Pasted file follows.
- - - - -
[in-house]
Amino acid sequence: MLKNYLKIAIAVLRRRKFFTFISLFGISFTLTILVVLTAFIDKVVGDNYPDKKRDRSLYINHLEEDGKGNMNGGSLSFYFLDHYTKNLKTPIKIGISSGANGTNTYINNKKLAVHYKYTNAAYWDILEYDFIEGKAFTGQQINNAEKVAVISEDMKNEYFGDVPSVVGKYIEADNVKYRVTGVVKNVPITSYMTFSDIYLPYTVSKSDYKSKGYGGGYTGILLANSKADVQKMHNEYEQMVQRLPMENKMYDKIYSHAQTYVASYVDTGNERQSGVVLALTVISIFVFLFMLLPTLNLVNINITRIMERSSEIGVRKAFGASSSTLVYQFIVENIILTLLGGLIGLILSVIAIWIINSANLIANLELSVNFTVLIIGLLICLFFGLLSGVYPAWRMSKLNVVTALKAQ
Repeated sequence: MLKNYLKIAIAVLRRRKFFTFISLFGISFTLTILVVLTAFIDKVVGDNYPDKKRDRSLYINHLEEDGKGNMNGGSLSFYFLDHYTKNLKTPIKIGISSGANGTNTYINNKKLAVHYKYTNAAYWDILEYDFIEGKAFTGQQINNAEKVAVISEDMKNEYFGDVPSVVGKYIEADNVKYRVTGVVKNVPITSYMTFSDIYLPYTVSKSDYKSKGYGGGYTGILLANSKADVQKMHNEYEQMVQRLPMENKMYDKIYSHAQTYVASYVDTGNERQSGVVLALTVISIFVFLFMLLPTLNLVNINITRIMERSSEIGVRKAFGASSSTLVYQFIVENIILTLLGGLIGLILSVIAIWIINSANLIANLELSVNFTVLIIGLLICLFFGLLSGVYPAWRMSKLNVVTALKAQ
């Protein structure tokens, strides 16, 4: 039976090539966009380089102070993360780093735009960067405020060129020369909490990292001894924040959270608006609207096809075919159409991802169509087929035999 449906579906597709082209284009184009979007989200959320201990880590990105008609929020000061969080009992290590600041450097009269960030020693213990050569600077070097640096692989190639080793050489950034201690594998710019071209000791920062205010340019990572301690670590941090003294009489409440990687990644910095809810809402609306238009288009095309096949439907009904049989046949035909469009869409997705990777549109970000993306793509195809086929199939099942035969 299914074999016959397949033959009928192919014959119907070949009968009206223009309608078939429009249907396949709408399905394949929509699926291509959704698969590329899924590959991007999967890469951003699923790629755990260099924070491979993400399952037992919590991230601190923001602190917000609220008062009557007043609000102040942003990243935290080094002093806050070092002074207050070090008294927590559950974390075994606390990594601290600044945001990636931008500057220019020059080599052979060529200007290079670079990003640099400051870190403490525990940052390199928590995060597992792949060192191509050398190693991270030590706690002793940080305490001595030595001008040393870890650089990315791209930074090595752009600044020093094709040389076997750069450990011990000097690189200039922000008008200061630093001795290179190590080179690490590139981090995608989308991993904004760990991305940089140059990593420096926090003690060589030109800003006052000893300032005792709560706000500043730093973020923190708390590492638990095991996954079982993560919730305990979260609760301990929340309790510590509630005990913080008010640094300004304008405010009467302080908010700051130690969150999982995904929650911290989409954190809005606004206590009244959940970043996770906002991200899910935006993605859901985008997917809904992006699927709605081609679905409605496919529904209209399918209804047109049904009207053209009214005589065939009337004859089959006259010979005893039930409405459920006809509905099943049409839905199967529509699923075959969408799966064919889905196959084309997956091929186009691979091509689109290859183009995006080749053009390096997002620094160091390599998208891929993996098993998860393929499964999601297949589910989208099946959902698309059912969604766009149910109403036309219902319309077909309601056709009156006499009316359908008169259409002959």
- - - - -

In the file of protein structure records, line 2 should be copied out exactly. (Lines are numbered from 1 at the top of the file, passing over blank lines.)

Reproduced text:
Amino acid sequence: MLKNYLKIAIAVLRRRKFFTFISLFGISFTLTILVVLTAFIDKVVGDNYPDKKRDRSLYINHLEEDGKGNMNGGSLSFYFLDHYTKNLKTPIKIGISSGANGTNTYINNKKLAVHYKYTNAAYWDILEYDFIEGKAFTGQQINNAEKVAVISEDMKNEYFGDVPSVVGKYIEADNVKYRVTGVVKNVPITSYMTFSDIYLPYTVSKSDYKSKGYGGGYTGILLANSKADVQKMHNEYEQMVQRLPMENKMYDKIYSHAQTYVASYVDTGNERQSGVVLALTVISIFVFLFMLLPTLNLVNINITRIMERSSEIGVRKAFGASSSTLVYQFIVENIILTLLGGLIGLILSVIAIWIINSANLIANLELSVNFTVLIIGLLICLFFGLLSGVYPAWRMSKLNVVTALKAQ